Dalmer v. State

Decision Date15 August 2002
Docket NumberNo. 99-479.,99-479.
Citation811 A.2d 1214
PartiesBrain DALMER, et al. v. STATE of Vermont, et al.
CourtVermont Supreme Court

Harold B. Stevens, Stowe, for Plaintiff-Appellant.

Philip C. Woodward and Afi Ahmadi of Dinse, Knapp & McAndrew, P.C., Burlington, for Defendants-Appellees.

William H. Sorrell, Attorney General, and James C. Shea and Michael O. Duane, Assistant Attorneys General, Montpelier, for Amicus Curiae Department of Social and Rehabilitation Services.

Present: DOOLEY, MORSE, JOHNSON and SKOGLUND, JJ., and BURGESS, D.J., Specially Assigned.


In December 1993, Jeremy Dalmer ran away from home for the first of five separate times during the ensuing two years. This act is at the center of this litigation. In December 1995, Brian Dalmer and his wife Colleen Dalmer, parents of Jeremy, filed this lawsuit against defendants, the Vermont Department of Social and Rehabilitation Services (SRS), Gerald Jeffords (an SRS employee), the Lamoille Family Center (LFC) and David Connor (an LFC employee), alleging: defendants negligently took and retained custody of Jeremy in violation of the Juvenile Proceedings Act, 33 V.S.A. §§ 5501-5561; defendants deprived plaintiffs of their fundamental liberty interest in family integrity in violation of their civil rights, 42 U.S.C. § 1983; SRS maliciously brought an action to terminate plaintiffs' parental rights; defendants negligently placed Jeremy in foster homes where he was neglected and did not receive proper care, food or supervision; and defendants intentionally inflicted emotion distress on plaintiffs. The trial court granted summary judgment to defendants on the civil rights claim. After testimony in a jury trial concluded, the trial court granted judgment as a matter of law on the remaining claims. Appellants then dismissed all claims against Gerald Jeffords and SRS, leaving only those against Connor and LFC. Father appeals both the summary judgment and the judgment as a matter of law as to these defendants. We affirm.

The material facts in this case are not in dispute. On December 26, 1993, Jeremy Dalmer, who was fifteen years old at the time, had an argument with his father over some house rules, including ones relating to curfews, television viewing, snowboarding, and other issues about Jeremy's lifestyle. That night, Jeremy ran away from home. He traveled thirty-five miles by bicycle through the cold snow to a motel in Morrisville, where he stayed the night. The next day he rode his bicycle to a nearby friend's house. That day, December 27, his friend's mother contacted Washington County Youth Services, which advised her to contact SRS. She told Jeremy that she was uncomfortable with him staying at her house without his parents' permission, so he left her residence and went to the Fisk residence.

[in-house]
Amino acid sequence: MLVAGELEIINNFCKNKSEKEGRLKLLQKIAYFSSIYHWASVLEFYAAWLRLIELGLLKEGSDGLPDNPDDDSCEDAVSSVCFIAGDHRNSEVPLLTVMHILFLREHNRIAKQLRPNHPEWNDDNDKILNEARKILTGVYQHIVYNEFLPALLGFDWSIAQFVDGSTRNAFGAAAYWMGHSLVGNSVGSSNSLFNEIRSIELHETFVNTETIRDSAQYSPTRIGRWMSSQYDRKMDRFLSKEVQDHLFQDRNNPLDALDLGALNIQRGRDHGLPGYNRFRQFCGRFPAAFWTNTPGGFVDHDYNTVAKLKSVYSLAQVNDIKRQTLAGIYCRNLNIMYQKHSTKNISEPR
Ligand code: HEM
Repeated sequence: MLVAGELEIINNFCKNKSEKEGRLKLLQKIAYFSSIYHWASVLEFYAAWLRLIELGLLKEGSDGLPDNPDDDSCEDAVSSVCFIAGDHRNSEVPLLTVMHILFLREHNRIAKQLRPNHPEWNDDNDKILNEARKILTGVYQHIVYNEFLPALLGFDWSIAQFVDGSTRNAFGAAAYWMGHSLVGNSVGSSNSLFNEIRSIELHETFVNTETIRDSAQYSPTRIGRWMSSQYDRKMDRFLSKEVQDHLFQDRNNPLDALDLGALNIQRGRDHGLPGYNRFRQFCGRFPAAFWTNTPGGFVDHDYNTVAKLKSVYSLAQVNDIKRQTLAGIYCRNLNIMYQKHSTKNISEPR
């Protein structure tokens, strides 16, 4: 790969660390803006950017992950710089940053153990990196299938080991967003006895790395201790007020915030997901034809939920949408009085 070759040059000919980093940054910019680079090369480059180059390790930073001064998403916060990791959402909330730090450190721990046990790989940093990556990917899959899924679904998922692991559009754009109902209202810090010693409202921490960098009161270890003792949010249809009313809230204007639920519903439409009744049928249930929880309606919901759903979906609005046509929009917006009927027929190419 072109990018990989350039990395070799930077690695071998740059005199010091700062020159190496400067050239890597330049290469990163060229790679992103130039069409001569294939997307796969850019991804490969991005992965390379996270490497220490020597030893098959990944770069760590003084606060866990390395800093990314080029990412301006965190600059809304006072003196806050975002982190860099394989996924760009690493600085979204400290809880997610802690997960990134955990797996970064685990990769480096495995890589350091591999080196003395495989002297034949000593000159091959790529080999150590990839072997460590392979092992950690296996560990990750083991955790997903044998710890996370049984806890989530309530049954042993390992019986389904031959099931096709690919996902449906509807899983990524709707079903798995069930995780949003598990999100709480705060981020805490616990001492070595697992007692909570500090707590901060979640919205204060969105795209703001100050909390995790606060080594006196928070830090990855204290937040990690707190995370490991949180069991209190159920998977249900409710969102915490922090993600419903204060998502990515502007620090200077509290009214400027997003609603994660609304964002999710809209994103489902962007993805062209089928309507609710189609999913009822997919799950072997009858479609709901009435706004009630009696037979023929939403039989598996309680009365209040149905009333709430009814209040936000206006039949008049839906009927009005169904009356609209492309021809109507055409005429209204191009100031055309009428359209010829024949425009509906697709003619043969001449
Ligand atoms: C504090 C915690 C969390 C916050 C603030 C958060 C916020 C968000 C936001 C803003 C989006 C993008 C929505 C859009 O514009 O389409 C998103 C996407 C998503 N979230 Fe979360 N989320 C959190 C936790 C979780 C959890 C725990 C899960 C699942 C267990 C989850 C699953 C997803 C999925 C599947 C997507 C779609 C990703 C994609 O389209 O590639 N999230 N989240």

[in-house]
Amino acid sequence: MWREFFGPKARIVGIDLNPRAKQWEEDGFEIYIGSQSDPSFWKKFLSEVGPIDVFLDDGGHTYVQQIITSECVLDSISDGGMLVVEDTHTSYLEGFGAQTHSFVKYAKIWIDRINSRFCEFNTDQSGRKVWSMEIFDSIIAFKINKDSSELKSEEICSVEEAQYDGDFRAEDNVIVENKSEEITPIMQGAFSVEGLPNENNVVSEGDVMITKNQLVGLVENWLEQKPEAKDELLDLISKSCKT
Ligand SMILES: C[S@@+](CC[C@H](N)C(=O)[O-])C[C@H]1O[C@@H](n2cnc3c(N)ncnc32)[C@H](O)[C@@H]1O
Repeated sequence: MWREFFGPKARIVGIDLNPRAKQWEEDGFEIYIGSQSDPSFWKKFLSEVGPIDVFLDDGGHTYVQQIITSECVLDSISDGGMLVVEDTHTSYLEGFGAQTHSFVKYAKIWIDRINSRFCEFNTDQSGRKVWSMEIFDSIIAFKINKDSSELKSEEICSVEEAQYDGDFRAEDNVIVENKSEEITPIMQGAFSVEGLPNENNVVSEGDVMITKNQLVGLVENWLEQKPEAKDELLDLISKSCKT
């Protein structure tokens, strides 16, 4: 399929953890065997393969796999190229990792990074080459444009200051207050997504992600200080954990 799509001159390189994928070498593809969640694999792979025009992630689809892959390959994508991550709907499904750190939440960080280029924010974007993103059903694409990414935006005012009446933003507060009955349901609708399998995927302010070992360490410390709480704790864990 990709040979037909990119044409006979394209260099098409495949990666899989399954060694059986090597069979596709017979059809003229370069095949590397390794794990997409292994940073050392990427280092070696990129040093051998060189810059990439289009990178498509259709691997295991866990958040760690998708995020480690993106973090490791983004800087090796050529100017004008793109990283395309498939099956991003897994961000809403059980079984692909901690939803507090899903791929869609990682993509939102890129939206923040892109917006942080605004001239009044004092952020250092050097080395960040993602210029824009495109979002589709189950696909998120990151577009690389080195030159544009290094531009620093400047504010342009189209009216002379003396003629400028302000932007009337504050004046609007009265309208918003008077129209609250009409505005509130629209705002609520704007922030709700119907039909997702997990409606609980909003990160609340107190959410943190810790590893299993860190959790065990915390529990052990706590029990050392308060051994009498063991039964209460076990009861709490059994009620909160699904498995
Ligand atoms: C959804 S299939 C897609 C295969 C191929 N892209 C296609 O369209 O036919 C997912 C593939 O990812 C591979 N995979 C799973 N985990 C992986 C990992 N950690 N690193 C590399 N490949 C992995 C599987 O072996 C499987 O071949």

The next day, Jeremy contacted the Morrisville SRS office himself to inform them that he ran away from home. SRS referred Jeremy's case to the LFC and David Connor. LFC had a contract with SRS to run the LINK program (the Lamoille Inter-agency Network for Kids) to provide shelter and other services to unmanageable youths and runaways in the area. LINK is a program "to assist children who have run away for the purpose of reuniting them with their parents, guardian or legal custodian." 33 V.S.A. § 5511(3). Connor was the director of this program. Prior to this, Connor had no contact with Jeremy. On December 29, Connor contacted Jeremy's mother and father and told them that their son had run away from home. Connor obtained a history of Jeremy's problems from his father, who demanded that Connor return Jeremy to his parents' home. Connor refused to force Jeremy to go home because Jeremy had made it clear that, if forced to return home, he would run away again. Connor did attempt to negotiate Jeremy's return to his home, rather than calling the police to have them take Jeremy into their custody as a runaway. Father rejected Connor's attempts at reconciling the parties and continued to demand that the LFC and SRS return Jeremy to his home.

While Jeremy was staying at the Fisk residence, Connor drove him thirty miles to school each day. During the daily drives he encouraged Jeremy to return home; he also told Jeremy that he had legal options other than going home, including turning himself over to SRS custody. Despite Connor's encouragement to return home, Jeremy chose to remain with the Fisks. On January 6, 1994, at Jeremy's request, Jeremy entered the LINK shelter program and began to stay with the Stone family. At the Stone residence, Jeremy was allowed to watch television and stay out later than his parents had allowed him to when he was living at home. While Jeremy was staying with the Stones, Connor continued to encourage Jeremy to go back to his family. Jeremy also spoke with his family a number of times on the telephone and returned home to eat several meals with them.